This second Fairwork report for Kenya continues to analyse digital labour platforms in a country where policy shift has been very slow even as the labour market continues to grow. Within the last two years, the industry has experienced the ravages of the COVID-19 pandemic as well as an election year that exposed the precarious situations that workers faced. The cost-of-living crisis has had an impact on all sectors of the economy and especially those that offer services that are not considered basic needs. Platform workers are affected directly and have experienced a significant impact on their livelihoods. With the rise of food and essential goods and fuel costs, platform workers have had to work longer hours or quit the industry altogether for it to make financial sense.
There have been several improvements in some platform practices we can see compared to last year’s report. Glovo is making significant improvements by launching and signing the “Couriers Pledge” in late 2022. This involves safety courses, improved insurance products, parental support coverage, and learning programmes for workers.
In 2022, new regulations by Kenya’s National Transport Safety Authority (NTSA) require all digital platforms operating in Kenya to obtain a certificate of registration under the Companies Act, 2015 and to cap commissions charged to drivers at 18%.
While some platforms like Little are complying with the mandate the resistance from platforms, prompted a wave of strikes from platform workers. Our research found some platforms have increased other charges, effectively circumventing the regulations and reducing workers’ earnings after costs.
Our report looks at nine of Kenya’s digital labour platforms against five Principles of Fair Work (fair pay, fair conditions, fair contracts, fair management, and fair representation), giving each a fairness rating out of 10. Both Glovo and Little top the Kenya 2022 table with scores of four points each, followed by SweepSouth and Uber with two points each, Bolt with one point, and Jumia Food, Uber Eats, Indriver, and Wasili, who did not score any points at all. While the report highlights some positive changes, it also calls for platforms to improve the overall conditions for their workers.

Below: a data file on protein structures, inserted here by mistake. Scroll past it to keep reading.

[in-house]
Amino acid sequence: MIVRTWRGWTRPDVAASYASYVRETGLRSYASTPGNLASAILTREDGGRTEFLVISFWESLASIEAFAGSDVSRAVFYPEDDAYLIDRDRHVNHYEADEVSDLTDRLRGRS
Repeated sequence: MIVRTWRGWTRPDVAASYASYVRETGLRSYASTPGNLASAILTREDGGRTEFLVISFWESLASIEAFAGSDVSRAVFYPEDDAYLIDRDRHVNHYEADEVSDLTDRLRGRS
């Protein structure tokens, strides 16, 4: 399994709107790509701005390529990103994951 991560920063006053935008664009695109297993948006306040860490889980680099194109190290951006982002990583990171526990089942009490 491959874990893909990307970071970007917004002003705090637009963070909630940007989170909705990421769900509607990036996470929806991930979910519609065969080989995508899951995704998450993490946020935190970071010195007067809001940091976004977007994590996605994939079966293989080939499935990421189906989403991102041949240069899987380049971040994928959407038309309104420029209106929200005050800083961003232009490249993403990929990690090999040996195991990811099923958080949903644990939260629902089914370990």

Fair Pay: There was insufficient evidence that workers for any of the nine platforms earned the minimum wage of KES 15,201 ($122) after costs or the living wage of KES 25,400 ($204) after costs. Therefore, we were unable to award a score to any of the nine platforms on this principle.
Fair Conditions: Two (Glovo and Uber) out of nine platforms could provide evidence of mitigating task-specific risks by introducing insurance policies and practical measures for workers. Both Uber and Glovo have insurance policies, emergency SOS buttons, and deliver relevant safety training. Glovo has a more comprehensive insurance policy, and they provide safety gear such as helmets and reflector jackets to workers on signing up to the platform. Other working equipment, such as courier bags, are provided at a subsidised fee. We urge the platform to provide all safety gear to workers free of charge in the coming scoring year. Uber and Glovo also have elaborate data protection policies which were taken into consideration in awarding a point for this principle.
Fair Contracts: Four (Bolt, Uber, Glovo and Little) of the nine platforms could evidence they provide clear and transparent terms and conditions subject to the law of Kenya. However, we could not evidence that platforms did not exclude liability for workers or prevent workers from seeking redress for grievances arising from their work.
Fair Management: Three of the nine platforms (Glovo, Little, and SweepSouth) evidenced the provision of due process for decisions affecting workers. These platforms demonstrated effective communication channels and appeals processes in instances where workers have been deactivated from the platform. The second point of this principle was not awarded to any platform as we could not find sufficient evidence that platforms are adopting clear anti-discrimination policies, proactive policies that are inclusive of disadvantaged groups, and clarity on how algorithms are used to determine work or remuneration.
Fair Representation: Two of nine platforms (Little and SweepSouth) provided evidence that they ensure freedom of association and collective worker voice, by demonstrating documented mechanisms for workers to freely express themselves and a formal policy of willingness to bargain with a collective body of workers. However, only Little formally and publicly recognised an independent collective body of workers by signing a Memorandum of Understanding (MOU) with the Organisation of Online Drivers (OOD).
What can I do? Fairwork Pledge
As part of Fairwork’s commitment to making platforms accountable for their labour practices, we have launched the Fairwork Pledge. This pledge aims to encourage other organisations to support decent labour practices in the platform economy, guided by the five principles of fair work.
Organisations like universities, schools, businesses, investors and charities that make use of platform labour can make a difference by supporting platforms that offer better working conditions.
Organisations have the option to sign up to the Pledge as an official Fairwork Supporter or an official Fairwork Partner. Those signing up to be a Supporter must demonstrate their support for fairer platform work publicly and provide their staff with appropriate resources to make informed decisions about what platforms to use. Becoming a Fairwork Partner entails making a public commitment to implement changes in their own internal practices, such as committing to using better-rated platforms when there is a choice.
More than 40 organizations, including GIZ, Solidarity Center, Learning Lions, WZB Berlin Social Science Center, and FES, have already signed the pledge. Join them in demanding a fairer future of work!